Accommodation? Not a problem in most towns around the country where it is of varying standards from 5-star hotels in Muscat, to guest houses, to tented encampments so where you stay depends on the size of your pocket or credit card. And if you’re hungry you have the choice of a good restaurant with a corked bottle, or if on a budget in a cheap and cheerful café where a biryani might cost you just $2.60.
Need we say more as to why Oman is a special place to visit – there is something for everyone!
We have visitors from down under but don’t be fooled when the pleasantries will be exchanged, they are here for one and only one thing and that is to take revenge. For days there has been a lot of talk, analysis and hype built around the upcoming World Cup Qualifier that will take place at Sultan Qaboos stadium, Muscat. Oman Air is strongly associated with the Oman Football Association and had a contest “Win 1 ticket take 10 friends” competition on facebook for their fans to win 11 tickets to watch the match live on the 8th of June.
The contest took place on our facebook page, fans had to ‘Like’ us and register to win 11 tickets to the most awaited match of the season. Amazingly there were thousands of registrants over a period of 5 days and 180 winners with their friends will be cheering for Oman to create history.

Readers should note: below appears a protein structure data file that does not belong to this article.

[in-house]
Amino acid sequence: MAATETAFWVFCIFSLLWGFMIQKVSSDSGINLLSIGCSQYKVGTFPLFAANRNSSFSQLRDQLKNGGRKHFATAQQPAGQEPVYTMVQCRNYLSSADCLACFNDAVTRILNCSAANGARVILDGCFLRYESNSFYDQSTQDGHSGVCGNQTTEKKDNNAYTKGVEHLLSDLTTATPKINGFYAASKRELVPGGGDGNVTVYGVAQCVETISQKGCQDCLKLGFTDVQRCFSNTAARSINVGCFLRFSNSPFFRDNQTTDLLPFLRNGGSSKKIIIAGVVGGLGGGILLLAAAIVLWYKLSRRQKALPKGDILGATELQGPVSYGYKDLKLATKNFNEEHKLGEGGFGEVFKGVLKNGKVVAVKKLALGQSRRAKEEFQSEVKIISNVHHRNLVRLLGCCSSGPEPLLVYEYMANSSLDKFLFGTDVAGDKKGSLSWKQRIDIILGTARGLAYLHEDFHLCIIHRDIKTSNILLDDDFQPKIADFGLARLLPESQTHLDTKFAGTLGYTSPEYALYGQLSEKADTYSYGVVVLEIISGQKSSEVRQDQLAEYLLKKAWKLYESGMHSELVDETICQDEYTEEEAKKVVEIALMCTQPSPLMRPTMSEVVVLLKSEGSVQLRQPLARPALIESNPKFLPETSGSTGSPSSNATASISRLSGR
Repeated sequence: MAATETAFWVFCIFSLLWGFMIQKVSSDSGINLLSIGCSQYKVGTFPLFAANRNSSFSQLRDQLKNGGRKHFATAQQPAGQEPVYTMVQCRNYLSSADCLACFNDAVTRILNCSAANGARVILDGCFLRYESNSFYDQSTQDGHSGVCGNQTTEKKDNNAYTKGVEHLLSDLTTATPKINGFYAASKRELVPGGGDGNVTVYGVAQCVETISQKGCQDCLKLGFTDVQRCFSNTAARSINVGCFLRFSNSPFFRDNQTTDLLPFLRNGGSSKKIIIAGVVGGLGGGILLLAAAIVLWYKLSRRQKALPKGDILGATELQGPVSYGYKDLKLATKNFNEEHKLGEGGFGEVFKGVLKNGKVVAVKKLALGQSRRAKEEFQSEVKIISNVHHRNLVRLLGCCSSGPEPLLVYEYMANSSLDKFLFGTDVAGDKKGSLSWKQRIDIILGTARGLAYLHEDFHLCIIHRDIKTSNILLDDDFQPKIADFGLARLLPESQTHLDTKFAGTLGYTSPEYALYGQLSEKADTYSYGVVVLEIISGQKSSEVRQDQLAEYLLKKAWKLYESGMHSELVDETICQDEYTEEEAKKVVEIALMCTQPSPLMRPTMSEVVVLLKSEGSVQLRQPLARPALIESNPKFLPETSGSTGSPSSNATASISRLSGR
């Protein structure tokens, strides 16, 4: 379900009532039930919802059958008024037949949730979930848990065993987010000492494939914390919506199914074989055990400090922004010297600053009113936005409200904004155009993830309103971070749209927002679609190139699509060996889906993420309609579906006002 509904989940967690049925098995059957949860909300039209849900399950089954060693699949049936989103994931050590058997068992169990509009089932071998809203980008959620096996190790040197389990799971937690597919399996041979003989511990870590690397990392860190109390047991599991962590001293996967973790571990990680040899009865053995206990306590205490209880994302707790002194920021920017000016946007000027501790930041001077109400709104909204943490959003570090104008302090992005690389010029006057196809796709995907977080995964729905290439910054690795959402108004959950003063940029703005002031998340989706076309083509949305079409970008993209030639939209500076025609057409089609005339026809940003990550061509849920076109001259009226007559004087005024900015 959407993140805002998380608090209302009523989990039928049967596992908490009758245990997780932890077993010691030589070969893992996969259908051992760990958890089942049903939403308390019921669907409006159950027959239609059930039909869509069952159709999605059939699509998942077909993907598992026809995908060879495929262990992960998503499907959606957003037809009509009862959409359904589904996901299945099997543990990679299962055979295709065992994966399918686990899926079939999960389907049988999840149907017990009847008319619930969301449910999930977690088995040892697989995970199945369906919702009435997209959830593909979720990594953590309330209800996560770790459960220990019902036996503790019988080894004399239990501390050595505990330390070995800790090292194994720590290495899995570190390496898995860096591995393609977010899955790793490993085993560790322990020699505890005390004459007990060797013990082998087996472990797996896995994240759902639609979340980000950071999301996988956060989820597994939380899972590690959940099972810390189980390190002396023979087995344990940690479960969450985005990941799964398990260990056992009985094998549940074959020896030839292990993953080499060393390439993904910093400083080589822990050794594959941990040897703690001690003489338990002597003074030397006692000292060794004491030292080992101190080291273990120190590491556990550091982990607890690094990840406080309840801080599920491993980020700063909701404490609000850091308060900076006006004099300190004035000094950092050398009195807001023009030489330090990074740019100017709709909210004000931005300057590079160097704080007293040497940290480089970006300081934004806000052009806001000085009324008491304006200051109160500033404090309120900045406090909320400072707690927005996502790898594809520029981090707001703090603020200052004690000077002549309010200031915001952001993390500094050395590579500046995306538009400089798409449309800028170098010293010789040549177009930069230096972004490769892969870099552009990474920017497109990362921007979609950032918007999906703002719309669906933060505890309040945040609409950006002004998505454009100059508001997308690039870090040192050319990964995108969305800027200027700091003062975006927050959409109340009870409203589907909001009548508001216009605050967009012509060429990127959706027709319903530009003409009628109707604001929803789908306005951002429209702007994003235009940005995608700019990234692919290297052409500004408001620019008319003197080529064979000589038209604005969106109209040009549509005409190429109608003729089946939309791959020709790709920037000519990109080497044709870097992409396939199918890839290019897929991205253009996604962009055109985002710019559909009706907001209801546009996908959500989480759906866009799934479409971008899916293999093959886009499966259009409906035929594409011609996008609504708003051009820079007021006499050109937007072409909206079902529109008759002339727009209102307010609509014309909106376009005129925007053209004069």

We look forward to the Reds who are looking to beat the Australians to pave way for their first World Cup finals and the Australians to confirm their position as the customary entrants from the Asia/pacific. The last time these two teams met in Nov ‘11, Oman scored a stunning 1-0 win over Australia which enabled the Sultanate to advance to the 4th round of the World Cup. But, it won’t count for nothing when the Reds take on the Socceroos. The Socceroos are firm favourites, but with a strong record at home and the summer heat on their side, Oman will be very hard to beat – and will have the whole country supporting them.
Come and support Oman’s 11 in this vital 4th round match and help the team on its way to Brazil 2014. Go Oman go!